Answer: People on the autism spectrum tend to learn best using visual supports rather than through auditory input. Seeing it, rather than saying it, helps the person retain and process information. Temple Grandin, the most famous woman in the world with autism, describes being a visual thinker in her excellent book Thinking in Pictures.
My daughter, Julia, and I discovered a public library program called Story PALS back in 2009. The program is designed for reluctant readers ages 6 – 12. A child comes to the library and reads aloud to a dog once a week to make them less anxious about reading aloud in front of people. The dogs come from an organization called…
A woman who worked with a nonverbal, visually impaired young man with autism asked me an interesting question. She was told the young man had low cognitive ability but when he heard music, he came alive. Sitting in his wheelchair, he would rock back and forth in time to the music and hum along to songs. When the music was no longer playing, he would hum the songs and everyone around him recognized the tunes. She was wondering if there was a way she could explore this connection to music in some way to enhance his life and maybe teach him some things too. As a classical musician and former music teacher, my response was an enthusiastic yes!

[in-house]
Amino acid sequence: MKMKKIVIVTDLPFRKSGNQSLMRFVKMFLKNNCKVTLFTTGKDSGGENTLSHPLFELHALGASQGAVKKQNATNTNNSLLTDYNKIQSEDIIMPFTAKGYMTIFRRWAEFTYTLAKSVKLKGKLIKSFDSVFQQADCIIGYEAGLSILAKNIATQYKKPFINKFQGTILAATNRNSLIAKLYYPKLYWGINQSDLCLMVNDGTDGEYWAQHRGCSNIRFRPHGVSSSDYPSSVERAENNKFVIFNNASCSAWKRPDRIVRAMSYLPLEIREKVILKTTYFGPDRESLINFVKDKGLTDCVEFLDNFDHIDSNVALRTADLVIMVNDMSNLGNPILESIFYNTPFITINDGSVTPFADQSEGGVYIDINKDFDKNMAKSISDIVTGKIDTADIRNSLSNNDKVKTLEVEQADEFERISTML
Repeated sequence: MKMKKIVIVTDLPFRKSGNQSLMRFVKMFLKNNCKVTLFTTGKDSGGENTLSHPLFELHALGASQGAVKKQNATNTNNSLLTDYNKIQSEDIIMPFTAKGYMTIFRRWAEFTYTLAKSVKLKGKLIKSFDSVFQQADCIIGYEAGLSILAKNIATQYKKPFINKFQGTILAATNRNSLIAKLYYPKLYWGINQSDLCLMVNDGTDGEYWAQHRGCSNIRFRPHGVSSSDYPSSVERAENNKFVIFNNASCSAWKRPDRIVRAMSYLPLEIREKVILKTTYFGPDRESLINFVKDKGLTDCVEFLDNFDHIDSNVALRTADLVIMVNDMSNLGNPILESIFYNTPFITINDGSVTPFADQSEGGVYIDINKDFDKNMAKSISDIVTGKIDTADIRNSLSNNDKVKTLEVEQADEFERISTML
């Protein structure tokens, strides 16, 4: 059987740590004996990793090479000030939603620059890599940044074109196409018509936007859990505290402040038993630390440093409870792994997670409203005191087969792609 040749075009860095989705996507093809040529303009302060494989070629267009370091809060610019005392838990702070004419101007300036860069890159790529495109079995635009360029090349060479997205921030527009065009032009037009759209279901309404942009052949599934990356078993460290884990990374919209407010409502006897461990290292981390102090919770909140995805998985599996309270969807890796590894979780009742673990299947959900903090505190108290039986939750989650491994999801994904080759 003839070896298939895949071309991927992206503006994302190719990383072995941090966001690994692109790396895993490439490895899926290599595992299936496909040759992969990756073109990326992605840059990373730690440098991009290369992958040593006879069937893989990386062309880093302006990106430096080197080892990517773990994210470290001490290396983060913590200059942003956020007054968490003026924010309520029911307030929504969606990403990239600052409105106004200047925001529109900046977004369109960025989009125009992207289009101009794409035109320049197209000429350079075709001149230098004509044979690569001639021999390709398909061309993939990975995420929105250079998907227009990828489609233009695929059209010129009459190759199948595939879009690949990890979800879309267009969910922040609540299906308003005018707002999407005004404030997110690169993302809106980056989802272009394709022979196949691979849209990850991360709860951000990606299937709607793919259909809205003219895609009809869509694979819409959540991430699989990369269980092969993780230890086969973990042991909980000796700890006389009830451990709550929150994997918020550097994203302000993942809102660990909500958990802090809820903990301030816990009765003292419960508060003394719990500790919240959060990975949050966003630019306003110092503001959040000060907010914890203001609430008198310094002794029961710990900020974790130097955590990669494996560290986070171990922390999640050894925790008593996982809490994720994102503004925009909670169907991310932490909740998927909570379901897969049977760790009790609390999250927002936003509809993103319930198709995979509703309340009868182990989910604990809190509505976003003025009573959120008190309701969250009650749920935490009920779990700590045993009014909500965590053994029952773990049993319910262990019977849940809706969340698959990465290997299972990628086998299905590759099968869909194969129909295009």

The positive effects animals have on individuals with autism was recently highlighted in a study from the NIH/Eunice Kennedy Shriver National Institute of Child Health and Human Development. The study found when animals are present, children with autism spectrum disorders (ASDs) have lower readings on a device that detects anxiety and other forms of social arousal when interacting with their peers.
Whether you are a parent or professional, encouraging language development can be a difficult task. Many children with autism don’t seek out interaction with people and language delays/difficulties can impede the acquisition of speech. A lack of speech along with the ability to express wishes or thoughts can result in challenging behavior.
The other challenge with communication is a lack of nonverbal cues such as pointing or using facial expressions. Even before language develops, toddlers use nonverbal techniques to get their message across. Eye contact, eye gaze, and hand gestures can give an adult cues about what the child wants.
People on the autism spectrum tend to learn best using visual supports rather than through auditory input. Seeing it, rather than saying it, helps the person retain and process information. Temple Grandin, the most famous woman in the world with autism, describes being a visual thinker in her excellent book Thinking in Pictures.
Visual supports can be used to: create daily/weekly schedules, show sequential steps in a task such as a bedtime routine or getting dressed, demonstrate units of time, make a “to do” list, or to aide communication.